What is the most direct way I can learn all about quantum physics?
November 29, 2006 6:22 AM   Subscribe

What is the most direct way I can learn all about quantum physics?

I've read a couple of general books like The Tao of Physics, but I'd like to have a more thorough understanding than this. I was quite handy with maths and physics in school, but it's been a while since then. I'm not in any hurry, so I'm willing to do the learning over a period of time.
posted by MetaMonkey to Science & Nature (34 answers total) 16 users marked this as a favorite
MIT has many open courses, including a boatload of quantum physics from undergrad to graduate level.
posted by backseatpilot at 6:39 AM on November 29, 2006

The Feyman Lectures on Physics comes to mind.
posted by kableh at 6:40 AM on November 29, 2006

"The Elegant Universe" by Brian Greene will get you as far as your maths can take you.

"A Brief History of Time" by Stephen Hawking.

"Understanding Physics" by Asimov helped me understand the experiments that led Einstein to the theory of Relativity.

"e=mc2" by David Bodanis takes a run at the famous equation.
posted by mzurer at 6:48 AM on November 29, 2006

Seconding Feynman, maybe Six Easy Pieces?
posted by ontic at 7:22 AM on November 29, 2006

The Feynman lectures are very, very good -- probably the best book-length treatment you'll find. But they're fairly advanced. You'd have to be pretty comfortable with math and underlying physics ideas to understand them. You might start there.

OCW is a good source: the intro quantum class, 8.04, is pretty good. I particularly recommend Prof. Chakrabarty, but his notes are not yet up on the OCW site. The course notes will necessarily be abbreviated, though; I'm not convinced one can really learn from them.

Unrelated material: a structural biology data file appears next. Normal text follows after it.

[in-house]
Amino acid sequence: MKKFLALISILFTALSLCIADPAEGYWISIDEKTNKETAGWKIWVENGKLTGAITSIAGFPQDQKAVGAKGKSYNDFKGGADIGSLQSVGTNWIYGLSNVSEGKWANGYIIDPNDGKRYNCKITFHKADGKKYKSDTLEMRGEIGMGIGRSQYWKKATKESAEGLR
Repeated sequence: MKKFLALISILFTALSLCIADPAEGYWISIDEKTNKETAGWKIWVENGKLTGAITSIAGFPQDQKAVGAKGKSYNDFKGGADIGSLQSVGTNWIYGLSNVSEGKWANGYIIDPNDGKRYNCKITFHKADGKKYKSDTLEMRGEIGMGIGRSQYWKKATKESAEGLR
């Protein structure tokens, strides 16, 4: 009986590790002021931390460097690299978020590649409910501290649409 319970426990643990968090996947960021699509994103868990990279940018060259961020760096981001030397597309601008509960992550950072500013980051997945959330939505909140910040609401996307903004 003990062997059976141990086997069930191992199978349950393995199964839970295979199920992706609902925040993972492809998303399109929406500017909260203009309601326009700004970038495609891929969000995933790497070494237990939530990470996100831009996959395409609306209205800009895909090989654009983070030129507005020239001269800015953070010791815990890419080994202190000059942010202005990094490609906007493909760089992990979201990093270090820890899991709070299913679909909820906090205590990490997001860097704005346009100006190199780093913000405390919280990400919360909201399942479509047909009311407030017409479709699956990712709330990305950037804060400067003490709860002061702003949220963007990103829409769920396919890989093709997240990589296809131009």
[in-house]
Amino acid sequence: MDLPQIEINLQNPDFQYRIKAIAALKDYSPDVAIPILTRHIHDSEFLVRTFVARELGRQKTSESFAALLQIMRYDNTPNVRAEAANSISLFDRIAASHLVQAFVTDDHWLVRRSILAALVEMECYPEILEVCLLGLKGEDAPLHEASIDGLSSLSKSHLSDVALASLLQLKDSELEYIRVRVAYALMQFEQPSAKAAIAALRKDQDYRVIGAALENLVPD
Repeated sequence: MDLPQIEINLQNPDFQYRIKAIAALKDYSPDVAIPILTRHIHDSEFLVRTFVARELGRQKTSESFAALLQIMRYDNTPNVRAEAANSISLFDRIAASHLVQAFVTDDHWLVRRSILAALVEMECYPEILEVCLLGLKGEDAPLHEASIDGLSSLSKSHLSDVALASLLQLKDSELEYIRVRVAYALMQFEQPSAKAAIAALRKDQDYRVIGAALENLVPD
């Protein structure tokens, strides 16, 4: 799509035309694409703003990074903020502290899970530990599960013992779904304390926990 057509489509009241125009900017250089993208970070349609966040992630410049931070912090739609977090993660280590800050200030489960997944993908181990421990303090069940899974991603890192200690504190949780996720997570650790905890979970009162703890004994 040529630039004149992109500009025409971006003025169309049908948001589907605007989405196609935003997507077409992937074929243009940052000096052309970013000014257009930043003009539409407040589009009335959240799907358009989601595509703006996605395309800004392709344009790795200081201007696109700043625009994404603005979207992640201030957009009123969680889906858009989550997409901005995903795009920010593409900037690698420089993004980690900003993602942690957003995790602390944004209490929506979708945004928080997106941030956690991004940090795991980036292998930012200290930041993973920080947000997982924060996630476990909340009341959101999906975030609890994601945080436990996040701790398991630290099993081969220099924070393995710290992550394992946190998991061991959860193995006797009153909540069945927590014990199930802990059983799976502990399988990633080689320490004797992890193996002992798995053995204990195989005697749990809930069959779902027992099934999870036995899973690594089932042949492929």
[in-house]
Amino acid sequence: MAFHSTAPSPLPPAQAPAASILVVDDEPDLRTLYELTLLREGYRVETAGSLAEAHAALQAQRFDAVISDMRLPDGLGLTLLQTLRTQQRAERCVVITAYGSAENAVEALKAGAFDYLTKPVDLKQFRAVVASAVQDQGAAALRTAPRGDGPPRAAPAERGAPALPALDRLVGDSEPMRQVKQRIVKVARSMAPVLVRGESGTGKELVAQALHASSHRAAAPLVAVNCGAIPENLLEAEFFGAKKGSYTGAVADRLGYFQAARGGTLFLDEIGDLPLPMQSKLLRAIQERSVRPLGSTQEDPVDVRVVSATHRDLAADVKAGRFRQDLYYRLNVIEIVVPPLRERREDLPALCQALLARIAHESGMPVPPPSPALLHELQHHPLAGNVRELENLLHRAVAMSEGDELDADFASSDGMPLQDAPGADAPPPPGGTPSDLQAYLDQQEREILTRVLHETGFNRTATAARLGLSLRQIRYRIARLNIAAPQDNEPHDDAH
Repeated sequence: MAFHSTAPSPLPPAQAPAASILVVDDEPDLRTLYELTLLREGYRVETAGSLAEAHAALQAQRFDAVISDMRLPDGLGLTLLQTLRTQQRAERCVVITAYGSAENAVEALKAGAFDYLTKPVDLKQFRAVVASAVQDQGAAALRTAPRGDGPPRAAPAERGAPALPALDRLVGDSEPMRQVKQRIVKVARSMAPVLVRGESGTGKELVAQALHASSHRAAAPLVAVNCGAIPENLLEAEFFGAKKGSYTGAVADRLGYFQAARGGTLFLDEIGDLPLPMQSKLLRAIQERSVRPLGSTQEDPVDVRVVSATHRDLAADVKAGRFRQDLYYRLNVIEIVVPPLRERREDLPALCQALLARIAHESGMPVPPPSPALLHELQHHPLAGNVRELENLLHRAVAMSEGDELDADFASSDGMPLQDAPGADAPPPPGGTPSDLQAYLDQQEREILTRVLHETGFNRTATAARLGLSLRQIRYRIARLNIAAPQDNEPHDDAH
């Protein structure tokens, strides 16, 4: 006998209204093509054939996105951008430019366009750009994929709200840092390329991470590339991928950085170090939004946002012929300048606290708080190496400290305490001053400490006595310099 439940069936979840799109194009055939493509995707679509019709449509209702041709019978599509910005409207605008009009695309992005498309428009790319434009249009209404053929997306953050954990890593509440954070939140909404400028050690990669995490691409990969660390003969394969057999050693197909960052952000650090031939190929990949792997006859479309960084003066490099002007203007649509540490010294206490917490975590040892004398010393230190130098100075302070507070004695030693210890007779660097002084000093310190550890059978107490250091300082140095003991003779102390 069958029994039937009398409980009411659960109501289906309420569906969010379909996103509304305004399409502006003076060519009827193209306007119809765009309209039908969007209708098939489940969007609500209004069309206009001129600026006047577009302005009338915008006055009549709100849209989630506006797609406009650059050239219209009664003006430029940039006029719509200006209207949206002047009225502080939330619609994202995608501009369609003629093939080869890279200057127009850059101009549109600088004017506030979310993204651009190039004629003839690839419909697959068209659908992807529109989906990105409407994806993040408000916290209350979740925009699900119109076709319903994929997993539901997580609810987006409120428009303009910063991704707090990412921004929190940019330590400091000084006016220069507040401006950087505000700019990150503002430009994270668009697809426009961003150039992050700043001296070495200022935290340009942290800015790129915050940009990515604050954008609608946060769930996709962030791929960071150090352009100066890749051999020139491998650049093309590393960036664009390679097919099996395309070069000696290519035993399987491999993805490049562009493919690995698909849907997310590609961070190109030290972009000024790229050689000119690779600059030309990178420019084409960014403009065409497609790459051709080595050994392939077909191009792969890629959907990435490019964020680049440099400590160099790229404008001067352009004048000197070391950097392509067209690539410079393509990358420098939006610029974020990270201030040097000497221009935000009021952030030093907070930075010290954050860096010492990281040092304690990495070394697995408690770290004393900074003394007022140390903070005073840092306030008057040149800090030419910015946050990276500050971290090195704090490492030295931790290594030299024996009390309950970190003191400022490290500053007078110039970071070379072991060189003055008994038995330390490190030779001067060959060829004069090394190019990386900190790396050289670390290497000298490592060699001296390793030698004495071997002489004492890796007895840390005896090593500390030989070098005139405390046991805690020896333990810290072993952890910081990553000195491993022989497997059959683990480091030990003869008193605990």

posted by raf at 7:23 AM on November 29, 2006

Note that none of the books recommended by mzurer are about quantum physics; they're mostly about relativity.
posted by raf at 7:24 AM on November 29, 2006

I really enjoyed Schroedinger's Kittens, which, after a thought experiment riffing off of the classic cat one, goes into a nicely detailed history of physics leading all the way up to modern day quantum physics-- a gret way to lay down some track for the more technical learning you want to do.
posted by hermitosis at 7:34 AM on November 29, 2006

I'm listening to the class Physics for Future Presidents offered by Berkeley. All of the lectures are available online via streaming video, streaming audio, or downloadable MP3 (it's even on iTunes as a podcast!). Also, the full course textbook is available online. Chapter 10 of the text is about quantum physics, and the lectures from November 7th to November 14th covered that topic.

When you say you were good at math and physics in school, you don't specify whether you're talking about high school or university classes. The course described above is an entry-level university course, with a focus on conceptual understanding rather than math and equations.
posted by gwenzel at 7:40 AM on November 29, 2006

I may be misreading the questioner's intent, but all the books I mentioned delve into various phenomena of quantum physics.
posted by mzurer at 7:49 AM on November 29, 2006

I don't want to sound like a wet blanket, but to grasp QM to any degree beyond platitudes, you're gonna have to do some serious work. You'll need to be competent in linear algebra and several variable calculus at least. Then, or concurrently, you'll have to learn about classical linear wave theory, and finally second order linear differential equations (you could add the standard methods of classical mechanics, like Lagrangian and Hamiltonian mechanics, if you were motivated). Once you've got a good grasp of these, you can work through various problems such as (in order from most to least basic, and you can google these):
  • Particle in a box
  • harmonic oscillator
  • hydrogen atom
  • 2 particles on a ring